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Thursday, May 31, 2012

Enter the world of the TED Fellows

Have you ever wondered what a TED fellowship is about? Wonder no more! My friends and I can tell you in less than 5 minutes :)

Friday, May 25, 2012

Discovered! A sensory organ that aids feeding blue whales!

Scientists have discovered a sensory organ that enables very large whales like blue whales coordinate their jaw muscles and bones to take gigantic mouthfuls of prey.

Blue whales use this really incredible procedure known as lunge feeding. Basically, when a blue whale comes across a patch of food (krill), it accelerates towards it - mouth wide open. The amount of prey-filled water they take up more than doubles the creature's weight. How does this happen? Coordination is key. This new sensory organ, found at the front tip of the lower jaws is a structure laden with nerve endings. The team headed by Dr. Pyenson from the Smithsonian Institution says that these are sensors which pick up signals from the jaw as it starts to open. Nerves from the organ then send signals to the brain, which in turn triggers the whales' dramatic and complex feeding lunge.

This article was just published in the Nature and you can read the Editorial here. Additionally, here is a simplified but well-written article on the paper from BBC. It appears, this organ has a role to play in why these animals have evolved to become so big!

Watch a lunge feeding blue whale here by clicking on the behaviour tab....gives you an idea of how complex this process really is and why this organ is so important!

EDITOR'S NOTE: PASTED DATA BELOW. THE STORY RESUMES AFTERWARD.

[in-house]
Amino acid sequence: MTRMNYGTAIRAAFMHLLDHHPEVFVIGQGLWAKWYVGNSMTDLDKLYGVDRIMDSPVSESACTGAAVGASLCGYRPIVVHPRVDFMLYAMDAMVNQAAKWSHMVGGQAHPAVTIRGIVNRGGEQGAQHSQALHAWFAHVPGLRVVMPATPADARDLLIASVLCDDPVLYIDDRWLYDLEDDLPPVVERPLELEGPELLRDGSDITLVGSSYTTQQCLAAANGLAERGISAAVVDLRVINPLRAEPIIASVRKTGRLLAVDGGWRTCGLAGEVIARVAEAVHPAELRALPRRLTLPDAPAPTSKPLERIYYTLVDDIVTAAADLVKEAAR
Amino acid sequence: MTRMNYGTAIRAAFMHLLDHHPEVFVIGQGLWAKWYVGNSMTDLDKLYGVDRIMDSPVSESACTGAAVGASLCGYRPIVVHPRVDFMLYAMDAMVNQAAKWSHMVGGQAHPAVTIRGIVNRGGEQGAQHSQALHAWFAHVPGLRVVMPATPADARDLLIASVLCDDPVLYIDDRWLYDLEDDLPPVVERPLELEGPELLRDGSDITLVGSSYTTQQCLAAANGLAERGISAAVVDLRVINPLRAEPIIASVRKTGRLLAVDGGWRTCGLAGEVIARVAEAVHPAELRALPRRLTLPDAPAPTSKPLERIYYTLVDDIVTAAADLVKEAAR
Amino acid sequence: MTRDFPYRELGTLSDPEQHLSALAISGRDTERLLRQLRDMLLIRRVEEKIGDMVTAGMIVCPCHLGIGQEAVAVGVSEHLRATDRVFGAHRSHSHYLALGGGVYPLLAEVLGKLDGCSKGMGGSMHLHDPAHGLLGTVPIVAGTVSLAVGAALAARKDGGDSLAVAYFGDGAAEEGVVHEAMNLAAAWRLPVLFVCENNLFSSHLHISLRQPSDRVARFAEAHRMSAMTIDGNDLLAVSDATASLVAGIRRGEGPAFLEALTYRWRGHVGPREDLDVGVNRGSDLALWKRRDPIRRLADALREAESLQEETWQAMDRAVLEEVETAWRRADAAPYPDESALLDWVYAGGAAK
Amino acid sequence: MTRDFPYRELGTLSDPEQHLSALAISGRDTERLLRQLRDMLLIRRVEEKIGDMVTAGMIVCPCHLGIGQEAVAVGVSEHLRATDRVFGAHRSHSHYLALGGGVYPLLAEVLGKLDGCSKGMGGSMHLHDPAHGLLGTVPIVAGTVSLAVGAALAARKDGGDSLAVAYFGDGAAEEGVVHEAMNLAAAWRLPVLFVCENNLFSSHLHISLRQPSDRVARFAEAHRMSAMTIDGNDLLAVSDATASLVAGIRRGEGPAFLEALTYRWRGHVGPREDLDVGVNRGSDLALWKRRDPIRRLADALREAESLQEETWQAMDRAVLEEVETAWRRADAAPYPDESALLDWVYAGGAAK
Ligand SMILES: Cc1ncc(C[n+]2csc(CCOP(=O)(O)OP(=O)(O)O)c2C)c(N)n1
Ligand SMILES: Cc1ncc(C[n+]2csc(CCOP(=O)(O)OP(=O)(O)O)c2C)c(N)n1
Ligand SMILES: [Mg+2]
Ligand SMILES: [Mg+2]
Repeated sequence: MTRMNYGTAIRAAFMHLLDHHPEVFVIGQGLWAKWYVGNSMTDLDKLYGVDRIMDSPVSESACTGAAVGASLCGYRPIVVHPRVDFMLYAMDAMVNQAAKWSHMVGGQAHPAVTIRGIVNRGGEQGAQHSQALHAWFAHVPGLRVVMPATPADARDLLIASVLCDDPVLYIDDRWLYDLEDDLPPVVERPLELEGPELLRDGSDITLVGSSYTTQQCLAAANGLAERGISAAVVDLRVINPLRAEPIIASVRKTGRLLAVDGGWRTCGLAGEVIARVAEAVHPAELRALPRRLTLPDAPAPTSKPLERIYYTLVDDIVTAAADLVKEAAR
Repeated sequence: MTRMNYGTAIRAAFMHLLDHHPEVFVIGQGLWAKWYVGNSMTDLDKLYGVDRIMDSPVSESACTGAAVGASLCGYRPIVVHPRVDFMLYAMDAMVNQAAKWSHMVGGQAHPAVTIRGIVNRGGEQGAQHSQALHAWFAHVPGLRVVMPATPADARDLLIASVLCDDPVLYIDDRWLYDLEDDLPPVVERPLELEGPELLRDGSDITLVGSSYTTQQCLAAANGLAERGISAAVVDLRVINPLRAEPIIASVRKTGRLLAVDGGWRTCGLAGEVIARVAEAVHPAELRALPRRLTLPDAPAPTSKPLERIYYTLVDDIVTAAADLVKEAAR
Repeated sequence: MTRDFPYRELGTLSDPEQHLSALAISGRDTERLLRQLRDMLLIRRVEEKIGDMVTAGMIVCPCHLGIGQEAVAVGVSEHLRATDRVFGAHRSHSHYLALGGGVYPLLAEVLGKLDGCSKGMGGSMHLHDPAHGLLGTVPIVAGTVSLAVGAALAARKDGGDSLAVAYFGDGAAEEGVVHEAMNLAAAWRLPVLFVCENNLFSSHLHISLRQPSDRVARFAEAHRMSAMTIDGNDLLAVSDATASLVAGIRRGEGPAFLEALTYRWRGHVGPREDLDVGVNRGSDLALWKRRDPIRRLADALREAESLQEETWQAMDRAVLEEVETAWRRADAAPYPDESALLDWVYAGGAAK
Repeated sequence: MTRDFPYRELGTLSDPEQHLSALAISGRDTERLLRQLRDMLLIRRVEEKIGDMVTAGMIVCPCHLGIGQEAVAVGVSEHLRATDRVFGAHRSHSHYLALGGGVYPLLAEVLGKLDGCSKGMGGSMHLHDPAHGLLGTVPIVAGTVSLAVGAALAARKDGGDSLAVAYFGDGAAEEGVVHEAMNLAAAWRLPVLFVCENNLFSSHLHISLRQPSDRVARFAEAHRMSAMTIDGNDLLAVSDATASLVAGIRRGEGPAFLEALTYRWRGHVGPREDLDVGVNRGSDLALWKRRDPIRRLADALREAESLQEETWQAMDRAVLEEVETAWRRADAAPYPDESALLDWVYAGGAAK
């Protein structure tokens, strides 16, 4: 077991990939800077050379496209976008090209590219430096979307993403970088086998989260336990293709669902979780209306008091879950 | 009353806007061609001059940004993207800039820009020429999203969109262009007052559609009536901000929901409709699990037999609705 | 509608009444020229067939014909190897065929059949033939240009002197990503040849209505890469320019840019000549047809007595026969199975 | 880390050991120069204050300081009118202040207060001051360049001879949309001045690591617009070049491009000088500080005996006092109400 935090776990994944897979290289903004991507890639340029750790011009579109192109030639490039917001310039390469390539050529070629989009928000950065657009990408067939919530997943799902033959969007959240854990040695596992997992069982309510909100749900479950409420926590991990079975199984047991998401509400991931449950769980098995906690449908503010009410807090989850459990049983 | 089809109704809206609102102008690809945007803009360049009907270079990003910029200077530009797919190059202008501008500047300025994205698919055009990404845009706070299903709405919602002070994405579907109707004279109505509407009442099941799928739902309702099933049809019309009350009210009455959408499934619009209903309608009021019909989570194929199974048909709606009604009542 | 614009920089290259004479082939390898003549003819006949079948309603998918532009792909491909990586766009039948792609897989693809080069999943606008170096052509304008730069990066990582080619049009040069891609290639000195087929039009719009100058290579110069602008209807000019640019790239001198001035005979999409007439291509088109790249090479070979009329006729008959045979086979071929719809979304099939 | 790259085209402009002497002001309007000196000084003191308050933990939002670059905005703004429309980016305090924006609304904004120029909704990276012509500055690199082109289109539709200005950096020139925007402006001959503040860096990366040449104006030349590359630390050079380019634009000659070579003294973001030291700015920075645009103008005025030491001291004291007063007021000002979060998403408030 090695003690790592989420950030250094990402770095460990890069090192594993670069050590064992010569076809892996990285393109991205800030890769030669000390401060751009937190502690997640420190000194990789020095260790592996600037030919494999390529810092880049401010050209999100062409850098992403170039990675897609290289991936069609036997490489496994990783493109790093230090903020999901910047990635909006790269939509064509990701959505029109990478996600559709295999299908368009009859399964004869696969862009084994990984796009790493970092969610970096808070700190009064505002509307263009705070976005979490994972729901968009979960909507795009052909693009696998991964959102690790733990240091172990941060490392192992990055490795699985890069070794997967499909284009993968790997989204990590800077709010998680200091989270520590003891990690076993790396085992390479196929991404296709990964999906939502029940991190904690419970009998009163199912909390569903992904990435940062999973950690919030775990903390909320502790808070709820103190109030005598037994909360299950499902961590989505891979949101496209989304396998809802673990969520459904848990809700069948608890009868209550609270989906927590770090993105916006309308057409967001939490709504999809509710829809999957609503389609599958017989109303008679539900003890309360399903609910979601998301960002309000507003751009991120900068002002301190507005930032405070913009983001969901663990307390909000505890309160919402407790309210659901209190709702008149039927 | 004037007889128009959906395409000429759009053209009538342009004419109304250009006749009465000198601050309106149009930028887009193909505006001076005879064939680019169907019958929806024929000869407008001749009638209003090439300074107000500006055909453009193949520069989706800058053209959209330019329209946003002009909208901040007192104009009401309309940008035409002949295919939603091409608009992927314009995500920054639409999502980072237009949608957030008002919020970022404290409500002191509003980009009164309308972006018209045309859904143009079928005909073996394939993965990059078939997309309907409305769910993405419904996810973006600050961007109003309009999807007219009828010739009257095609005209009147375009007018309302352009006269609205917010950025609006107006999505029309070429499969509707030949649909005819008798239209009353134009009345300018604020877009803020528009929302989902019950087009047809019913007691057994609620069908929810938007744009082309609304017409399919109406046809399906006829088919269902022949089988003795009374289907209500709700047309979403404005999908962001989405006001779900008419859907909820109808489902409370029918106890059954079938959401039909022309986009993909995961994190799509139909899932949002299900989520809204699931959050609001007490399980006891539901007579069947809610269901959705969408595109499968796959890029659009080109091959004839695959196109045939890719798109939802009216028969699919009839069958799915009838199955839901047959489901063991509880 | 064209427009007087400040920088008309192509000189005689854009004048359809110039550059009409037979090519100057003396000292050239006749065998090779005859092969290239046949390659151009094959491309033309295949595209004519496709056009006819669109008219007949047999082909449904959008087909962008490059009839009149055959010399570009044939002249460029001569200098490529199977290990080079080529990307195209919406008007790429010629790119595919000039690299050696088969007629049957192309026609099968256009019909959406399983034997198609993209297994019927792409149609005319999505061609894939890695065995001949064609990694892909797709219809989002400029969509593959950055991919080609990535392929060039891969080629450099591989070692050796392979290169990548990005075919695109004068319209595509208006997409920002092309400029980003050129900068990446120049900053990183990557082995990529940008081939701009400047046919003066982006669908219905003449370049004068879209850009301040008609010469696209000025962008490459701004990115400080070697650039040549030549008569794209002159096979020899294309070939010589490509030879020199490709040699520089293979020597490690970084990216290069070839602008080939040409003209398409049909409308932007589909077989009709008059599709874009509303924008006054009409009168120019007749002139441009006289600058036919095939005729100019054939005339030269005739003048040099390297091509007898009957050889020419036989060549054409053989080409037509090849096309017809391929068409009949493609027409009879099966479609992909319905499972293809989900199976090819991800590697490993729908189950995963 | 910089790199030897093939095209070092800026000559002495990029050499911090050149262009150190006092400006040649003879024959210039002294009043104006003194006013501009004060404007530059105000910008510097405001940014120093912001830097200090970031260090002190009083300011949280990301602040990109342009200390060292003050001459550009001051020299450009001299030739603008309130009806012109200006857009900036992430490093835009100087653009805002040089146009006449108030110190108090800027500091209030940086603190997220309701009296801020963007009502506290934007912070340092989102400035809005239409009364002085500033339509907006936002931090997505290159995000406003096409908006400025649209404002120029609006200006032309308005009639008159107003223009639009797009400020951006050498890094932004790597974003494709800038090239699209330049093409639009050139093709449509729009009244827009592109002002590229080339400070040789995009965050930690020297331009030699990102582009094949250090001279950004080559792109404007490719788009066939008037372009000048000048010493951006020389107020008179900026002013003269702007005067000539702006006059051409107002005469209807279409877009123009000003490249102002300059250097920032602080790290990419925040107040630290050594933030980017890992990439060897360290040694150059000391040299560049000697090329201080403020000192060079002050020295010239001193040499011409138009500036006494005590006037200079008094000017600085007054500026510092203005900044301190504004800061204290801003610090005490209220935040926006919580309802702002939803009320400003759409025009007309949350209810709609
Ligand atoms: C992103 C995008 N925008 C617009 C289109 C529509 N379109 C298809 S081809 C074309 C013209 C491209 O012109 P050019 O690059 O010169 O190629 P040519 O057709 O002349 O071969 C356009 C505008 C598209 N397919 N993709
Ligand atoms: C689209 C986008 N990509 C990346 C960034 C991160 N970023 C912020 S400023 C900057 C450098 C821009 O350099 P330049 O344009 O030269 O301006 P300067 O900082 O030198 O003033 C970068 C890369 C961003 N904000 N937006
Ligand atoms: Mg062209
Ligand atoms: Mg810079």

Thursday, May 24, 2012

Cachalot: A Marine Science Digital Textbook

Introducing the first interactive marine science textbook - Cachalot (French for sperm whale)! It’s a free, app-based book that covers the latest science of marine megafauna like whales, dolphins and seals with expert-contributed text, images and open-access studies. All content is contributed by experts in the field so you know you are getting the most exciting and up-to-date accounts of ongoing research (I'm so excited to have contributed images to the blue whale segment written by Dr. Kate Stafford!)

The catch is that its currently only available for the ipad but the last I checked they were looking to make it available for smaller devices like ipods too (though I think the experience is far richer on a bigger screen). 

Yesterday I met Dave Johnston who is visiting Perth for another really cool project - engaging people in science through smart use of smart phones - and it appears Duke Uni is totally behind him on Cachalot...Way to go Dave and team!! I'm really excited about this project and look forward to learning more about the amazing megafauna in our oceans!